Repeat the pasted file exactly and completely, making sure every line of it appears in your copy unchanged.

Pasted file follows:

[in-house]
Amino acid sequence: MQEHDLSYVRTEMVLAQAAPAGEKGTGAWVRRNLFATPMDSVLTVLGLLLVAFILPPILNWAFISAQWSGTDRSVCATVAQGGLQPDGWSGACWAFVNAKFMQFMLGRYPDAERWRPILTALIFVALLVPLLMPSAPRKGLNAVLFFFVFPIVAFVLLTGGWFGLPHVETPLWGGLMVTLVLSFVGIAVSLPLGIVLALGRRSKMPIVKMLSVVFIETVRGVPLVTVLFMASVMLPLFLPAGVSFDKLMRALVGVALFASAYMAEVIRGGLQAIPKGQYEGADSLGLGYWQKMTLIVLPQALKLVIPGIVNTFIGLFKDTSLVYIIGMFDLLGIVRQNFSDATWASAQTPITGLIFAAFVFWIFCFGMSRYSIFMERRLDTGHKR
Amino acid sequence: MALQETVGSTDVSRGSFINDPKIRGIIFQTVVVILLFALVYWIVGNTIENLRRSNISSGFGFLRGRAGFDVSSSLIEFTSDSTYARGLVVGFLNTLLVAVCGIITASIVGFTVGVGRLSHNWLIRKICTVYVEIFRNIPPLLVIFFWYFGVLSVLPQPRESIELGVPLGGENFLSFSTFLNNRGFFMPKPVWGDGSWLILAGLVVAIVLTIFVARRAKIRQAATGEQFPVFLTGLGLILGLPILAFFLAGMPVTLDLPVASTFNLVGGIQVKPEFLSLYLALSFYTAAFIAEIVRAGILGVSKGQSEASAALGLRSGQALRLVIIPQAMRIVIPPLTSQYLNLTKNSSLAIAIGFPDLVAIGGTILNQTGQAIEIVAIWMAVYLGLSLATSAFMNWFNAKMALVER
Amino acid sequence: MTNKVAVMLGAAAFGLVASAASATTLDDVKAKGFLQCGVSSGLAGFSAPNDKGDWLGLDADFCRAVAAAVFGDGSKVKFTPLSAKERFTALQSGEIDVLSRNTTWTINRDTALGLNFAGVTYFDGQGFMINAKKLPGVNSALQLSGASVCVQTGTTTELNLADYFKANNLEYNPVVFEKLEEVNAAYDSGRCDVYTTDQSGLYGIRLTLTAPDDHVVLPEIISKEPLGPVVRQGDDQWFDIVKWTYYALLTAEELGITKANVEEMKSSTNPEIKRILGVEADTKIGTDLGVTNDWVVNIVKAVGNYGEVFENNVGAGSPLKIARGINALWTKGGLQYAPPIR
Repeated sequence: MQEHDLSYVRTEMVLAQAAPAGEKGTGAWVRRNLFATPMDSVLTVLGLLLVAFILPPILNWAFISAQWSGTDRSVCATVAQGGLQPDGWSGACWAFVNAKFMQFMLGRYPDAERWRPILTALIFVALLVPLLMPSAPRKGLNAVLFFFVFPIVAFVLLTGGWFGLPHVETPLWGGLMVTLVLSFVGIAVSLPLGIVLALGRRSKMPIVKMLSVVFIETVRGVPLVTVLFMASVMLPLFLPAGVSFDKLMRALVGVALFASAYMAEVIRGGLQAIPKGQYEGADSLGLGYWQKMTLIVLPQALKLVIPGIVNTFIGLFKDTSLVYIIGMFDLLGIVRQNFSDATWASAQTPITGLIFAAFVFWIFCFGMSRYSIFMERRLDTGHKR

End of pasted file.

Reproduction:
[in-house]
Amino acid sequence: MQEHDLSYVRTEMVLAQAAPAGEKGTGAWVRRNLFATPMDSVLTVLGLLLVAFILPPILNWAFISAQWSGTDRSVCATVAQGGLQPDGWSGACWAFVNAKFMQFMLGRYPDAERWRPILTALIFVALLVPLLMPSAPRKGLNAVLFFFVFPIVAFVLLTGGWFGLPHVETPLWGGLMVTLVLSFVGIAVSLPLGIVLALGRRSKMPIVKMLSVVFIETVRGVPLVTVLFMASVMLPLFLPAGVSFDKLMRALVGVALFASAYMAEVIRGGLQAIPKGQYEGADSLGLGYWQKMTLIVLPQALKLVIPGIVNTFIGLFKDTSLVYIIGMFDLLGIVRQNFSDATWASAQTPITGLIFAAFVFWIFCFGMSRYSIFMERRLDTGHKR
Amino acid sequence: MALQETVGSTDVSRGSFINDPKIRGIIFQTVVVILLFALVYWIVGNTIENLRRSNISSGFGFLRGRAGFDVSSSLIEFTSDSTYARGLVVGFLNTLLVAVCGIITASIVGFTVGVGRLSHNWLIRKICTVYVEIFRNIPPLLVIFFWYFGVLSVLPQPRESIELGVPLGGENFLSFSTFLNNRGFFMPKPVWGDGSWLILAGLVVAIVLTIFVARRAKIRQAATGEQFPVFLTGLGLILGLPILAFFLAGMPVTLDLPVASTFNLVGGIQVKPEFLSLYLALSFYTAAFIAEIVRAGILGVSKGQSEASAALGLRSGQALRLVIIPQAMRIVIPPLTSQYLNLTKNSSLAIAIGFPDLVAIGGTILNQTGQAIEIVAIWMAVYLGLSLATSAFMNWFNAKMALVER
Amino acid sequence: MTNKVAVMLGAAAFGLVASAASATTLDDVKAKGFLQCGVSSGLAGFSAPNDKGDWLGLDADFCRAVAAAVFGDGSKVKFTPLSAKERFTALQSGEIDVLSRNTTWTINRDTALGLNFAGVTYFDGQGFMINAKKLPGVNSALQLSGASVCVQTGTTTELNLADYFKANNLEYNPVVFEKLEEVNAAYDSGRCDVYTTDQSGLYGIRLTLTAPDDHVVLPEIISKEPLGPVVRQGDDQWFDIVKWTYYALLTAEELGITKANVEEMKSSTNPEIKRILGVEADTKIGTDLGVTNDWVVNIVKAVGNYGEVFENNVGAGSPLKIARGINALWTKGGLQYAPPIR
Repeated sequence: MQEHDLSYVRTEMVLAQAAPAGEKGTGAWVRRNLFATPMDSVLTVLGLLLVAFILPPILNWAFISAQWSGTDRSVCATVAQGGLQPDGWSGACWAFVNAKFMQFMLGRYPDAERWRPILTALIFVALLVPLLMPSAPRKGLNAVLFFFVFPIVAFVLLTGGWFGLPHVETPLWGGLMVTLVLSFVGIAVSLPLGIVLALGRRSKMPIVKMLSVVFIETVRGVPLVTVLFMASVMLPLFLPAGVSFDKLMRALVGVALFASAYMAEVIRGGLQAIPKGQYEGADSLGLGYWQKMTLIVLPQALKLVIPGIVNTFIGLFKDTSLVYIIGMFDLLGIVRQNFSDATWASAQTPITGLIFAAFVFWIFCFGMSRYSIFMERRLDTGHKR